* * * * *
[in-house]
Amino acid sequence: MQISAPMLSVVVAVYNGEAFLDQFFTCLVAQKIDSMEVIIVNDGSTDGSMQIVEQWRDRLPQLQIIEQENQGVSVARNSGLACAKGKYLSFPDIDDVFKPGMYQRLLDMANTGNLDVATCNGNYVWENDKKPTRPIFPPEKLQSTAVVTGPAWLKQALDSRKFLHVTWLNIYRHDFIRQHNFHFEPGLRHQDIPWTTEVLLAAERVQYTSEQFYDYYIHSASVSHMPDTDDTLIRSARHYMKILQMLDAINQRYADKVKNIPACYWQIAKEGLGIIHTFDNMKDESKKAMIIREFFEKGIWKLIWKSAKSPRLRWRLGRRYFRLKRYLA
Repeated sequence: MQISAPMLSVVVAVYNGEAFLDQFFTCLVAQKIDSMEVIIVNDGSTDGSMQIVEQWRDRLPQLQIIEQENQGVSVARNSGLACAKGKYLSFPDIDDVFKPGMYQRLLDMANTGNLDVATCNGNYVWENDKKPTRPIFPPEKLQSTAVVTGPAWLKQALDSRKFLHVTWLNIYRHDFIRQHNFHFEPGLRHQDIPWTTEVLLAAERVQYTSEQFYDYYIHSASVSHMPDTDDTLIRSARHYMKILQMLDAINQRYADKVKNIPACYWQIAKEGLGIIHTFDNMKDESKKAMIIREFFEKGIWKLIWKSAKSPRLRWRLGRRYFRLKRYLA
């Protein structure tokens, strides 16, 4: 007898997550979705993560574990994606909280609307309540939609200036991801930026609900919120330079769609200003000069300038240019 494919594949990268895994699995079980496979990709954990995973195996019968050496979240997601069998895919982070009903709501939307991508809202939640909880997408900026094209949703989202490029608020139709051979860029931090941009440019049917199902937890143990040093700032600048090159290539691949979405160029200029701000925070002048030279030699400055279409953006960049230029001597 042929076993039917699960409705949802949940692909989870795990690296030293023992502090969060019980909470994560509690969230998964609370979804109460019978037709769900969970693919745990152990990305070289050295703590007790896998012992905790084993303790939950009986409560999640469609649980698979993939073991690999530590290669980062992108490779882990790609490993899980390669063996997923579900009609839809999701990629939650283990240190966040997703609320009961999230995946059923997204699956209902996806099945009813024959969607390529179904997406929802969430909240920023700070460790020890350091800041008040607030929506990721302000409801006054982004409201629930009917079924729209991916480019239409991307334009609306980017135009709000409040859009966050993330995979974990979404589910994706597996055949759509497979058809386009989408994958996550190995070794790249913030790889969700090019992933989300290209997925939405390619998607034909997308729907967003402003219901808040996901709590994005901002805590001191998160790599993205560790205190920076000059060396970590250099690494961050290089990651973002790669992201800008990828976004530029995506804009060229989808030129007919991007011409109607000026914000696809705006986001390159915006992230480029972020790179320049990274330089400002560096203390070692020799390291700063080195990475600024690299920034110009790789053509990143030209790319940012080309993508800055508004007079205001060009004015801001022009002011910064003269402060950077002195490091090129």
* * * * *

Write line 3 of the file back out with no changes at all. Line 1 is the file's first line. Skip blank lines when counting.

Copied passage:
Repeated sequence: MQISAPMLSVVVAVYNGEAFLDQFFTCLVAQKIDSMEVIIVNDGSTDGSMQIVEQWRDRLPQLQIIEQENQGVSVARNSGLACAKGKYLSFPDIDDVFKPGMYQRLLDMANTGNLDVATCNGNYVWENDKKPTRPIFPPEKLQSTAVVTGPAWLKQALDSRKFLHVTWLNIYRHDFIRQHNFHFEPGLRHQDIPWTTEVLLAAERVQYTSEQFYDYYIHSASVSHMPDTDDTLIRSARHYMKILQMLDAINQRYADKVKNIPACYWQIAKEGLGIIHTFDNMKDESKKAMIIREFFEKGIWKLIWKSAKSPRLRWRLGRRYFRLKRYLA